share|improve this answer
    
A lambda can capture this, there's no need to have thataButton* there. –  MSalters Aug 15 '14 at 15:28

Thanks guys, i guess functional was what i was looking for after all... this seems to do what i want on http://cpp.sh/8ll i guess i just got confused cause a lot of the functional examples had them as arguments for callbacks instead

    // Example program
    #include <iostream>
    #include <string>
    #include <functional>

    int global1 = 0;
    int global2 = 5;

    class aButton {
    public:
        int status, oldStatus;
        aButton(int initStatus) { oldStatus = status = initStatus; }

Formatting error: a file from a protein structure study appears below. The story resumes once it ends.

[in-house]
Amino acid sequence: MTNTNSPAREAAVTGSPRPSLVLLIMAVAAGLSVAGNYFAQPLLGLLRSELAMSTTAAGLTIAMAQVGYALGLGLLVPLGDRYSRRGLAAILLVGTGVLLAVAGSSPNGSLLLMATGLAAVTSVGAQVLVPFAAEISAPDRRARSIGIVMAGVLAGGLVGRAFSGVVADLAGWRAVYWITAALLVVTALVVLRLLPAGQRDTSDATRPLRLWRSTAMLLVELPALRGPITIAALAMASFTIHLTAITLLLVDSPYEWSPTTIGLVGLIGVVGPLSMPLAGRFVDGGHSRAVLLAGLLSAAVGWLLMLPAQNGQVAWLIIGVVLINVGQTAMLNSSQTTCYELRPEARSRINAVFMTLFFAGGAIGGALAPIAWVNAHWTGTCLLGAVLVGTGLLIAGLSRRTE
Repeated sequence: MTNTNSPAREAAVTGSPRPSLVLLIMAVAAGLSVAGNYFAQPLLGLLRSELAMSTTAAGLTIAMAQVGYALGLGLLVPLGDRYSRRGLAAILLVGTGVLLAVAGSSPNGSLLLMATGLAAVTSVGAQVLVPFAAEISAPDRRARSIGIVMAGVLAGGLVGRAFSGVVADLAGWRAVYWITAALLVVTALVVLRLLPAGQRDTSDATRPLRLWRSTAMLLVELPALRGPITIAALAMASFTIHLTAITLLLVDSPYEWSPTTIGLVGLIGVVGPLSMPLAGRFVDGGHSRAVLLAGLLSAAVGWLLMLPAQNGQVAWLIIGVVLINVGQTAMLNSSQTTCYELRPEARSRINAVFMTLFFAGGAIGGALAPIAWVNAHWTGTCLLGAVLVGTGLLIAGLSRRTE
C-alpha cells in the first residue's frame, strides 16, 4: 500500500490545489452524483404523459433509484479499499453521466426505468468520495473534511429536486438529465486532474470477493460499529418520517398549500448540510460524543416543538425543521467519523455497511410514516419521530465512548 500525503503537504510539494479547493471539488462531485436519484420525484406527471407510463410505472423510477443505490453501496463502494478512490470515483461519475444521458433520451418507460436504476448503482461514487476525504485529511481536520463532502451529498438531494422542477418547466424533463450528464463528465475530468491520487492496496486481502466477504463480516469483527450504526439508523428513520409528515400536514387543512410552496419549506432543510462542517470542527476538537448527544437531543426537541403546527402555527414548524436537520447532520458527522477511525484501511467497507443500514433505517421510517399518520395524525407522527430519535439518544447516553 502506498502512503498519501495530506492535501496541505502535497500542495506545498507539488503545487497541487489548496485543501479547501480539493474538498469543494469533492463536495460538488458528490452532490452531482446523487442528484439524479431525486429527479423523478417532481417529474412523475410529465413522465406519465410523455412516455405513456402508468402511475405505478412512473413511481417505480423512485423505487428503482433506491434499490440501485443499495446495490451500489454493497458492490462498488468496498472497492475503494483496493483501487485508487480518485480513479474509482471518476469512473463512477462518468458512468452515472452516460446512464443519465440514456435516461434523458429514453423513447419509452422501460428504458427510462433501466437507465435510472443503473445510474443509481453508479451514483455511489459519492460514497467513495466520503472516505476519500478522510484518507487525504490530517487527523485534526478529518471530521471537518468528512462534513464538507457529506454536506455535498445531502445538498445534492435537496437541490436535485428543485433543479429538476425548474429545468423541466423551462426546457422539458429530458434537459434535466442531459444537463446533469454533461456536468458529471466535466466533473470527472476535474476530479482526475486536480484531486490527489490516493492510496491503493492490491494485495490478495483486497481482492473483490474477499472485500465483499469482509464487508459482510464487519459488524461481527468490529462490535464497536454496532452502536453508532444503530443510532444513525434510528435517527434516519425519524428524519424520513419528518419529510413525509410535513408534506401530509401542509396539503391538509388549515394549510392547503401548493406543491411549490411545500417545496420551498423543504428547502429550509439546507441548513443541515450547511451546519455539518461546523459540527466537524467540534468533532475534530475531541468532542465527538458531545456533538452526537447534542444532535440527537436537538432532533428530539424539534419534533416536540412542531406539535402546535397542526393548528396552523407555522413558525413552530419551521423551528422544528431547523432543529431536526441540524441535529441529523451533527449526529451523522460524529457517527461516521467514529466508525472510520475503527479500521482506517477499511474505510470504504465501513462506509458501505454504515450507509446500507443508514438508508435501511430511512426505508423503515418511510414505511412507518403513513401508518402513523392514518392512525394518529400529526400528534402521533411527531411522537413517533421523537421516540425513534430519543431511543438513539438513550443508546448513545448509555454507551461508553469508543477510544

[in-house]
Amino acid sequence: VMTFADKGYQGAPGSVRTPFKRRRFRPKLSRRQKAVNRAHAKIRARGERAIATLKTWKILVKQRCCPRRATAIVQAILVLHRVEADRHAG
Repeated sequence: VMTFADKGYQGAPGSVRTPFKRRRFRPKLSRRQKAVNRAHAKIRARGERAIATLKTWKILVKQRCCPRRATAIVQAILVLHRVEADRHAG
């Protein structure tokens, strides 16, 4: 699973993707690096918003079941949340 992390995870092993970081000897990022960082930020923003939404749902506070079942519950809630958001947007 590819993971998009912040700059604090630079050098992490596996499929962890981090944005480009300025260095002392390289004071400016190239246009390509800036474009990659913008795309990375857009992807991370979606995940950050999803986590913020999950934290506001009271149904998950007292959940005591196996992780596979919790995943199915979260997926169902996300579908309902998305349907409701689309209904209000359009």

std::function<int()> action;
    };

    class Thingy {
    private:
        int mode  = 1;
        int value = 0;
    public:
        void reset() { value = 0; }
        void setMode(int newMode) { mode = newMode; }
        void increment() { value = value + global2; }
        //...
    };

    void specialFunction(Thingy *thingyToWorkOn) {
        //do stuff...
    }
    void anotherSpecialFunction(Thingy *firstThingy, Thingy *secondThingy) {
        //more stuff...
    }

    int main() {

        Thingy one;
        Thingy two;

        aButton *on = new aButton(0);
        aButton *speedUp = new aButton(0);

        on->action = std::function<int()>(
            [&]() -> int{

                //some specific stuff....
                global1 = 1;
                if (global2 < 10) {
                    global2++;
                }